There’s a very interesting article in today’s NY Times on the first page of The Arts section. Entitled, The Case of the Servant With the Fur Collar, it tells of "a 17th-century portrait of a woman who had the unmistakably stolid face of a servant, but was decked out in a sumptuous fur collar.”
The painting, Portrait of an Elderly Woman in a White Bonnet is unsigned, but the experts suspect it might be a Rembrandt.
That it was painted on wood is of little concern to the people who have been examining this work for more than two years. But a wood biologist tested tested the panel and determined that it came from the same tree as the wood used in Rembrandt’s Self-Portrait With a Hat, which buttresses the theory that Rembrandt painted this one, too.
My question is very simple: Why do artist’s sometime use wood to paint on? Was wood more available than canvas circa 1600’s? Might it last lobger? Lend a different mood to the work — warmth, for example? Is wood often used as a canvas these days?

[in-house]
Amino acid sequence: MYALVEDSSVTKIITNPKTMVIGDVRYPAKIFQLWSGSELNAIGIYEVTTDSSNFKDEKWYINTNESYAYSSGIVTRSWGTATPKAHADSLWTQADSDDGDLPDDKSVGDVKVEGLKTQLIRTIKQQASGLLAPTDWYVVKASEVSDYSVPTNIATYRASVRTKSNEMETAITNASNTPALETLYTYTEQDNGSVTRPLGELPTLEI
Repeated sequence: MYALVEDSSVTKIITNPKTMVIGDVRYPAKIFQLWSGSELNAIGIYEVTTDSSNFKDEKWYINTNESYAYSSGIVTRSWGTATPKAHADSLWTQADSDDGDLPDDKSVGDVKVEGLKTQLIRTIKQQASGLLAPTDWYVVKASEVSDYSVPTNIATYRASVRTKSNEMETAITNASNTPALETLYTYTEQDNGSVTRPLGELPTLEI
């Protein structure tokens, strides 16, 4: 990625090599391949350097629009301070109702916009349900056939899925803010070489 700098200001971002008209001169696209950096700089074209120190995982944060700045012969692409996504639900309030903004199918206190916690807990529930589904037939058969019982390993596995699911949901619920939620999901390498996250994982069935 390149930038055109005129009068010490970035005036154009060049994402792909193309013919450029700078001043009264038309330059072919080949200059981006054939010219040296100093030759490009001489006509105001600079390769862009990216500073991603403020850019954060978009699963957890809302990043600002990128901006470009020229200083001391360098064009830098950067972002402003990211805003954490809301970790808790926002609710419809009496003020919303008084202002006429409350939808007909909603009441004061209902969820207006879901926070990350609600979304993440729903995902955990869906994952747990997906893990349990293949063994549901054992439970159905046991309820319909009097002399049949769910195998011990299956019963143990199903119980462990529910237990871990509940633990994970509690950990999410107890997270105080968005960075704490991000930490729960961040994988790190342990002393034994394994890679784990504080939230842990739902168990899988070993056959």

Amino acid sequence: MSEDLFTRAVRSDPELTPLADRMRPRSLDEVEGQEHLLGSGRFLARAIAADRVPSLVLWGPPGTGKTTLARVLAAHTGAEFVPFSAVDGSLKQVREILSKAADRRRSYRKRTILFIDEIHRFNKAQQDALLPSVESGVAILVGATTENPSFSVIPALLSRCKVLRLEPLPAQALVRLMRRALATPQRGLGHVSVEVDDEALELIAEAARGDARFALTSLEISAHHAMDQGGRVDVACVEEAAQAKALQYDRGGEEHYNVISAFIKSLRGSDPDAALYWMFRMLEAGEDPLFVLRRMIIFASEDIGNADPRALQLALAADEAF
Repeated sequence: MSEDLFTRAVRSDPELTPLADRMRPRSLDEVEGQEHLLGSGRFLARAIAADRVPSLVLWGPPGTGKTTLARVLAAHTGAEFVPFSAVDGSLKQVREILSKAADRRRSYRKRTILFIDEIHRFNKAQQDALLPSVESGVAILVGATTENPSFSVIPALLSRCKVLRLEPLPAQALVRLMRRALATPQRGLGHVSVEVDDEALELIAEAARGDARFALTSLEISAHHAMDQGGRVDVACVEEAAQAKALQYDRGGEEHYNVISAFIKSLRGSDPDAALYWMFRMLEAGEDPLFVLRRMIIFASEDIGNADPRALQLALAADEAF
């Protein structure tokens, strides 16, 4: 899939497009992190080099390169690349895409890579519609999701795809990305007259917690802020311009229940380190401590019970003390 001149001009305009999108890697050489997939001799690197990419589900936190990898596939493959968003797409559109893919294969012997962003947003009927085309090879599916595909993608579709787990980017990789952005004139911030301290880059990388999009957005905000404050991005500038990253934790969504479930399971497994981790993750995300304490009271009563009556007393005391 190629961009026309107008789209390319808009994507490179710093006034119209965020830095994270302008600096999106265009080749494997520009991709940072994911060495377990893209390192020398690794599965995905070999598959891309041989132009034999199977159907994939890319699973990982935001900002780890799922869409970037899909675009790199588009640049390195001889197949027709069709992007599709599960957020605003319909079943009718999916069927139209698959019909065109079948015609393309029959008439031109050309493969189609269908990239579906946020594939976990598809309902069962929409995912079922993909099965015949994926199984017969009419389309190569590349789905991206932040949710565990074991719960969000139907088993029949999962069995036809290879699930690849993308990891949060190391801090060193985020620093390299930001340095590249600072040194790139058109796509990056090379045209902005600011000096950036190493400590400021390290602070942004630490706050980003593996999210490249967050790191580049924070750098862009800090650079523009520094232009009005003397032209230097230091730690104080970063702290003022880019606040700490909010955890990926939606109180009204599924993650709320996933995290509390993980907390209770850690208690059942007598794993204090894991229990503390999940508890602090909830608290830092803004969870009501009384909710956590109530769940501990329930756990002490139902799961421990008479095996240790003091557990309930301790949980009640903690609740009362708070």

At any rate, you can read the entire article at nytimes.com. Registration is free, and once you’re in, a search on Servant With the Fur Collar should you bring you to the story.
Sidebar: Here’s one of the things about the portrait that puzzled the art experts (which of course, I would never have seen in a million years). They asked “…why did the light on her face appear to be reflected off the dark surface of that collar when it should be absorbed by it?”
The explanations are in the article, and well worth reading. If you can’t get to the story for one reason or another and you want to know the answers, just say so, and I’ll post them. Good stuff!